Sci-Fi Movie Month: "Star Trek III: The Search for Spock" Review

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After the death of Spock (Leonard Nimoy) the crew of the USS Enterprise returns to Earth. When James T. Kirk (William Shatner) learns that Spock's spirit, or katra, is held in the mind of Dr. Leonard "Bones" McCoy (DeForest Kelley), Kirk and company steal the Enterprise to return Spock's body to his home planet.
3.5

Sci-Fi Movie Month: "Star Trek III: The Search for Spock" Review

-- Rating: PG
Length: 105 minutes
Release Date: June 1, 1984
Directed by: Leonard Nimoy
Genre: Action/Adventure/Sci-Fi

"The needs of the many outweigh the needs of the few."

These words spoken by Spock (Leonard Nimoy) to justify his sacrifice in "Star Trek II: The Wrath of Khan" reverberate through its sequel, "The Search for Spock." The melancholy film features the gallant crew of the USS Enterprise dealing with the aftermath of the death of one of their own, with time and old age threatening to undermine their very reason for being. Once dashing and heroic at the helm of his beloved starship, Admiral James T. Kirk (William Shatner) suddenly finds himself and his crew denied the chance to return to Genesis, the planet where their fallen comrade lies. Meanwhile, Dr. McCoy (DeForest Kelley) is suddenly losing his mind, torn between his true personality and Spock's implanted katra, the Vulcan equivalent of a soul.

"Star Trek III" is the middle chapter of what would become a trilogy-within-a-series comprised of its predecessor, "The Wrath of Khan," and its sequel, "The Voyage Home." Directed by Nimoy, the film wisely picks up immediately following the events of "Star Trek II," with the Enterprise slowly limping its way to Earth in all its battle-scarred glory. But, it's not just the visibly charred hull of the famous ship that shows its wounds; Both Kirk and McCoy are emotionally compromised due to the death of their friend. Where McCoy's mental instability stems from a last-minute mind meld with Spock, Kirk's comes from the realization death might be the only enemy he can't simply vanquish with a phaser blast.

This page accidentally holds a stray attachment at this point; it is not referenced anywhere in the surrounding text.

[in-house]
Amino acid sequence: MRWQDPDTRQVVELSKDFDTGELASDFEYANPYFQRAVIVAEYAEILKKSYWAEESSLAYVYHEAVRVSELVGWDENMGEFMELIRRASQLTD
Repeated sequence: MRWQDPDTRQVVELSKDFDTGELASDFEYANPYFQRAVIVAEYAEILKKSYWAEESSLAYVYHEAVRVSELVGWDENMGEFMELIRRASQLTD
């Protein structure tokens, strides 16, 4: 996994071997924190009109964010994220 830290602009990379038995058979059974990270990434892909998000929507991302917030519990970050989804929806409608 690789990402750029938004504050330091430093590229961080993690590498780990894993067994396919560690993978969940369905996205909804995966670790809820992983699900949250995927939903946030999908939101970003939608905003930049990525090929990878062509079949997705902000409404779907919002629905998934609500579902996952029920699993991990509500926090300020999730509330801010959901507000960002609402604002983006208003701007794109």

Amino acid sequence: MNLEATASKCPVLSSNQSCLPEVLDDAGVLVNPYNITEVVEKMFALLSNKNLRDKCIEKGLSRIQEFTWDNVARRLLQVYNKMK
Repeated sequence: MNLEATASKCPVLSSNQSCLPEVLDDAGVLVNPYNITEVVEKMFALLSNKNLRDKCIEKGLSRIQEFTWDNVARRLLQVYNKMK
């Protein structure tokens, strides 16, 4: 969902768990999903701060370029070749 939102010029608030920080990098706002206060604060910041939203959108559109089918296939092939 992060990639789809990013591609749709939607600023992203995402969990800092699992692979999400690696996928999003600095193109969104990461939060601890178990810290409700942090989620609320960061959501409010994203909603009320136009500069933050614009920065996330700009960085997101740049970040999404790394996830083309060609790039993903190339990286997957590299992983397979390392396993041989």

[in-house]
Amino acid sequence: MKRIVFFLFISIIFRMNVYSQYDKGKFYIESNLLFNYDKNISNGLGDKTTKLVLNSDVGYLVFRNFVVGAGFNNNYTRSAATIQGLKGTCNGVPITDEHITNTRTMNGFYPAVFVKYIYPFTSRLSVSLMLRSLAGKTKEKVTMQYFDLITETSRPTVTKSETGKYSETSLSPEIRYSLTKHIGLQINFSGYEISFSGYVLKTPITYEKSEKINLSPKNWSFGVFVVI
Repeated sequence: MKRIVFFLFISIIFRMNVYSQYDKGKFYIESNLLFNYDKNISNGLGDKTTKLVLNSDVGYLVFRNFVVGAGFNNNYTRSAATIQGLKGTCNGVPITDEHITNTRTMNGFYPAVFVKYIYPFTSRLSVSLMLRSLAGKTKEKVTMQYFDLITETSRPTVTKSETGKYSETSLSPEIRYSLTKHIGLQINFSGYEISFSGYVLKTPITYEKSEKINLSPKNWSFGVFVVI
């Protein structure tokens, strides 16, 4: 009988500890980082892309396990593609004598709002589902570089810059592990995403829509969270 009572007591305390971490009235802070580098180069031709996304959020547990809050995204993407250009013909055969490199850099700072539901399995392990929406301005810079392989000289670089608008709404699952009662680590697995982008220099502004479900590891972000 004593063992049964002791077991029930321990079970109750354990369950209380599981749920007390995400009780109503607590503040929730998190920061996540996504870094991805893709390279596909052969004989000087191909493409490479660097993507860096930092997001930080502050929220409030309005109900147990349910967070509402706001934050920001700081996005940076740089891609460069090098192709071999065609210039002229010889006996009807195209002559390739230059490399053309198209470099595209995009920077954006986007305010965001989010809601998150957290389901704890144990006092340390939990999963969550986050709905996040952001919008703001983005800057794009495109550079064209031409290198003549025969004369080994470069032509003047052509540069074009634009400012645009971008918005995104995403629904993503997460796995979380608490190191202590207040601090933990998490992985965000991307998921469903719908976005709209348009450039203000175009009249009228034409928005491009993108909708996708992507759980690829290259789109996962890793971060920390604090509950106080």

Of course, this being a "Star Trek" film, there's more than just the emotional navel-gazing of two Starfleet officers staring at irrelevance. Lieutenant Saavik (Robin Curtis), a former crewmember of the Enterprise has been reassigned with Kirk's son, David (Merritt Butrick), to the USS Grissom, a science vessel exploring the now quarantined Genesis planet. It's here on this rapidly aging planet that Spock's body has regenerated, igniting a race to reunite him with his former crew so they can take him to the planet Vulcan where he can be merged with the katra held within McCoy. To make it all the more complicated, the Klingons are headed to Genesis in an effort to turn the experiment that created this new planet into a devastating weapon.

Given the odd-numbered "Star Trek" films have a reputation for being fairly poor, it was a surprise to see how well "The Search For Spock" has held up. Part of that is its continuation of the story begun in "The Wrath of Khan," lending real stakes to the film as Kirk and his crew put everything on the line to save an individual rather than an entire galaxy. Yes, there are budgetary constraints and the third act limps to its conclusion, but overall, it's a solid entry into the film series, especially considering there's a key player missing until the last two minutes of the movie.